the deal would not be valued at $5 billion if Microsoft and Yahoo offer $7-$8 billion for it. Welcome to bidding. Plus, who can sweeten the pot more with other concessions?
I'd say Microsoft can give TW a break on something else to win the deal. Microsoft is everywhere, from desktops to cable top boxes, PDAs, and soon cars. All that said, this will be interesting to watch, because you never know. I think Microsoft can pay more in cash, and will give AOL a better deal on ad % (since it really wants the deal to screw Google), and MSFT can use it's leverage on other fields. Microsoft could easily take a few billions loss here, to gain share and stick it to Google.
If I was Parsons, with other things being equal or close to, I'd choose Microsoft (after the reading the fine text agreement of course ;)) and squeeze something else out of them. They have the cash, and Microsoft will definitely be here 10 years from now.
| 9:07 pm on Oct 15, 2005 (gmt 0)|
What is not mentioned in any of the previous posts posts is that eBay now owns Skype. Google getting into VOIP poses a direct threat to eBay. eBay and Yahoo! Auctions are direct competitors - perhaps Yahoo! sees that AOL VOIP is a way to level the playing fields with eBay and keep Google out of the market in the short term.
Any way you play this, Yahoo! must acquire that stake - hence the fact that they are now in the running.
| 9:11 pm on Oct 15, 2005 (gmt 0)|
Sorry, I forgot to mention why Google poses a direct threat to eBay:
1. Google Payments (Expected to launch soon), competes with Paypal.
2. Froogle - competes with Shopping.com
3. Google VOIP would compete with Skype
4. Google is eBay's #1 source of new customers (both via affiliates and natural search), if Google setup Google Auctions - the whole thing could start falling apart at the seams for eBay.
| 9:52 pm on Oct 15, 2005 (gmt 0)|
Just by showing an interest raises the price the others will have to pay
| 11:05 pm on Oct 15, 2005 (gmt 0)|
MSN knows Google only has 7 bil in cash. Taking 12% of Google's revenue and taking away 8% of their traffic is too important.
Google will deplete their cash to basically keep the traffic they now own?
MSN has them on their heels right now playing defense.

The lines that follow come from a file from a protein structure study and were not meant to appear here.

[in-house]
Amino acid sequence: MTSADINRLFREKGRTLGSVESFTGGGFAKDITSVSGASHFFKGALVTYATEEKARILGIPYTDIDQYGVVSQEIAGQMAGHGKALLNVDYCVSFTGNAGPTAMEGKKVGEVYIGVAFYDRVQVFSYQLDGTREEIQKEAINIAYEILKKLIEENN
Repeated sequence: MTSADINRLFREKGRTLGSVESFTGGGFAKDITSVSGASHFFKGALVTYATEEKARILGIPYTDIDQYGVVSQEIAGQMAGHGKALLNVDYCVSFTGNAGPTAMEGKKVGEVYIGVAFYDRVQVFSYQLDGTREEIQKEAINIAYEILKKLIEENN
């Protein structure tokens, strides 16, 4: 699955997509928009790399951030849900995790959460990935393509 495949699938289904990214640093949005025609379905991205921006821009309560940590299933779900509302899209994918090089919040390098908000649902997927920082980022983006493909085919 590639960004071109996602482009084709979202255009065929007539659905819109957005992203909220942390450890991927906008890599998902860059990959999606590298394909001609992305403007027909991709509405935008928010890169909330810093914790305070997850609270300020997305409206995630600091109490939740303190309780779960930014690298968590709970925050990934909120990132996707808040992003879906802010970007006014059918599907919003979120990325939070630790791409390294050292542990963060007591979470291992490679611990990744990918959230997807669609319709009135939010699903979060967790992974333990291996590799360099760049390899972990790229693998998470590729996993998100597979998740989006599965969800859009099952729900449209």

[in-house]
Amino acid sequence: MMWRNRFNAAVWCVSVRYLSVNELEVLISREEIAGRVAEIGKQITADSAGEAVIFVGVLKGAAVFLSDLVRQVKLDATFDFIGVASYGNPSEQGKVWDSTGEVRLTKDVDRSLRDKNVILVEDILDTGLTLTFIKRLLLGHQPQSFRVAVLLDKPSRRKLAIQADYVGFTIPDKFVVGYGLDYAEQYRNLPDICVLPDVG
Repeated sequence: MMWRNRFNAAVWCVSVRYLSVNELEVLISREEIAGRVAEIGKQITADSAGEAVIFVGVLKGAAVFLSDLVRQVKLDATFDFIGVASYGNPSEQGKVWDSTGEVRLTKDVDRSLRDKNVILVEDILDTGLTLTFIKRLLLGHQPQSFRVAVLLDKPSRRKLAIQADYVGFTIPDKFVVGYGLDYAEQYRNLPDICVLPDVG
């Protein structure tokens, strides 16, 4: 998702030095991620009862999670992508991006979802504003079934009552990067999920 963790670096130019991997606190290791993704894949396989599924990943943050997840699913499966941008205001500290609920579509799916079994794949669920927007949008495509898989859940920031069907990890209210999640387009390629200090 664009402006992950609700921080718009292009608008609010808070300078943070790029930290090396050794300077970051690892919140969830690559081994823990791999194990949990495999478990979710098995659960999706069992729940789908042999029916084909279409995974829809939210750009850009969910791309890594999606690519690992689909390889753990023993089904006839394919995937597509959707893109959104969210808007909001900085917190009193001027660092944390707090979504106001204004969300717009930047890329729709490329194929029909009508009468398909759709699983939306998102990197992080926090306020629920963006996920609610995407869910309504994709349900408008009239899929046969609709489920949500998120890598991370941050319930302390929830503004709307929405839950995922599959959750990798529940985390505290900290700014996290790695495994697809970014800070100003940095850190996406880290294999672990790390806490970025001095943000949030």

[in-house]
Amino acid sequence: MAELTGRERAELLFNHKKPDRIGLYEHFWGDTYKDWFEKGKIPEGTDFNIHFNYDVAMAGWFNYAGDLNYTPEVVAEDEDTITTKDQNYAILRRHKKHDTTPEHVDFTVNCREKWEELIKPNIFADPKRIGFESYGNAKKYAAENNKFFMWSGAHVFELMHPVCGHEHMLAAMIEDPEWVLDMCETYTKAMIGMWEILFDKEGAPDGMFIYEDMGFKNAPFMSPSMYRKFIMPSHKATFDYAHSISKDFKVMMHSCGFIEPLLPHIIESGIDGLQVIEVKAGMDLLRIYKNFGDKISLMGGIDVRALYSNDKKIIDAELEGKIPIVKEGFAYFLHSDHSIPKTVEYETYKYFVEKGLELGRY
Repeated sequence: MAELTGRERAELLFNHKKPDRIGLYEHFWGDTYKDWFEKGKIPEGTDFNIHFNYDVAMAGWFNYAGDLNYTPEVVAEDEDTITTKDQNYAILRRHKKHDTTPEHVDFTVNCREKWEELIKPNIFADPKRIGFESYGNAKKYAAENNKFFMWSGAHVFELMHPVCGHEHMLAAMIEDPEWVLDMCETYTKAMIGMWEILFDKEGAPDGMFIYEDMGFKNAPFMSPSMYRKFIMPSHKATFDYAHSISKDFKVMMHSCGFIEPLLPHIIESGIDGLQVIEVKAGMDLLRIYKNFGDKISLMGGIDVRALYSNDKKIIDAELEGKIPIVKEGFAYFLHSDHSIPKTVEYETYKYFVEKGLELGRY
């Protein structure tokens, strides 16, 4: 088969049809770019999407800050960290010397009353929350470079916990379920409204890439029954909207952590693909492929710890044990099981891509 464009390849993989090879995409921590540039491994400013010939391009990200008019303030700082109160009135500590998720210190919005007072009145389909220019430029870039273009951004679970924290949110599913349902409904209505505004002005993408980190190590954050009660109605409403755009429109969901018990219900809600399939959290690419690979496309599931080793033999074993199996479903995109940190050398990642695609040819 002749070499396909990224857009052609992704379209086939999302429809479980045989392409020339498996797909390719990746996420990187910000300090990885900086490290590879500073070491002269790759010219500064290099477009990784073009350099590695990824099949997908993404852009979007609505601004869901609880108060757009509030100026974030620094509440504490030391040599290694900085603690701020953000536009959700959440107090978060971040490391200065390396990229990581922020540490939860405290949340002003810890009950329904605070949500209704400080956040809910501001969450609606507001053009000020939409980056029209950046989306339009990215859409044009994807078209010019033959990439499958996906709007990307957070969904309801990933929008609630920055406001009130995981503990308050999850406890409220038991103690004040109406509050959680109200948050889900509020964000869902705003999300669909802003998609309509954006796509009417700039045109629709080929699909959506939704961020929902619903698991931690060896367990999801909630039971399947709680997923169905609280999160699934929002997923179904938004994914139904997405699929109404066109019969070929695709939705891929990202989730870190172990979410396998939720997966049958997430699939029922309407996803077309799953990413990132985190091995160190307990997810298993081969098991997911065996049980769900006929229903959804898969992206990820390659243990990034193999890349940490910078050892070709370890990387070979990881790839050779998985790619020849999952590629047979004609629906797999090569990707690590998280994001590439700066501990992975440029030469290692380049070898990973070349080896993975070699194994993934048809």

I love it.
Anyone want to bet Yahoo is only sticking their head in there just to make the eventual winner pay more?
| 11:08 pm on Oct 15, 2005 (gmt 0)|
I guess you did bet that Jgar. LOL I should have read the entire thread before responding!
| 1:43 am on Oct 16, 2005 (gmt 0)|
>> The deal would be valued at around 5 billion
I think it would be much more than that ...Last time i checked AOL generated more than 2 billion in revenue and is highly profitable.
Even though its subscription business is shrinking i think it would still be valued for atleast 10-12 billion
| 4:07 pm on Oct 16, 2005 (gmt 0)|
Last I heard, Google wasn't pretending any desire to go it alone with an AOL purchase - it was proposing that it would be part of a joint venture owned by Time Warner, Comcast and Google. It would seem that Google has never proposed that it would come up with the entire purchase price on its own.
I would not expect to see Google Auctions. Consider the precedent of Yahoo Auctions, which has been around for years yet has never been able to escape from eBay's shadow.
| 4:13 pm on Oct 16, 2005 (gmt 0)|
>>Like offering free internet to everyone
Didn't work for Alta Vista when they tried it.
| 12:34 am on Oct 17, 2005 (gmt 0)|
I would also add that aol users seem to buy more things, so I don't know squat about VOIP but I would say that a well converting customer base is worth something.
And why wouldn't Y join in, if anything MSN or G get it but pay a hell of alot more.
| 11:43 pm on Oct 24, 2005 (gmt 0)|
Did you ever check your logs out? What i found across the board was that Adwords wise, Google alone does not produce much. Whenever I start a campaign, the first day or two the clicks come from Google alone. Then it expands into the search network and I get 10x the clicks and half the adword clicks are from AOL users. AOL users tend to click way more ads and buy much more online. They may produce 8% of searches, but they seem to produce more than 8% money generating traffic.
The truth is Google is fairly weak without the search network and the content network. MSN needs those search partners to usurp Google's power. AOL is the logical starting point. Grab AOL and you also get Netscape's dial portal. That's 10% of the traffic right there swinging MSN's way. I bet they don't stop at AOL. They will keep knocking off one partner after another. By the time the MSN version of awords is ready, I think they will be on equal footing and MSN has way more than 7 billion in the warchest. 3 years from now, we could be saying Google who? just like Netscape who?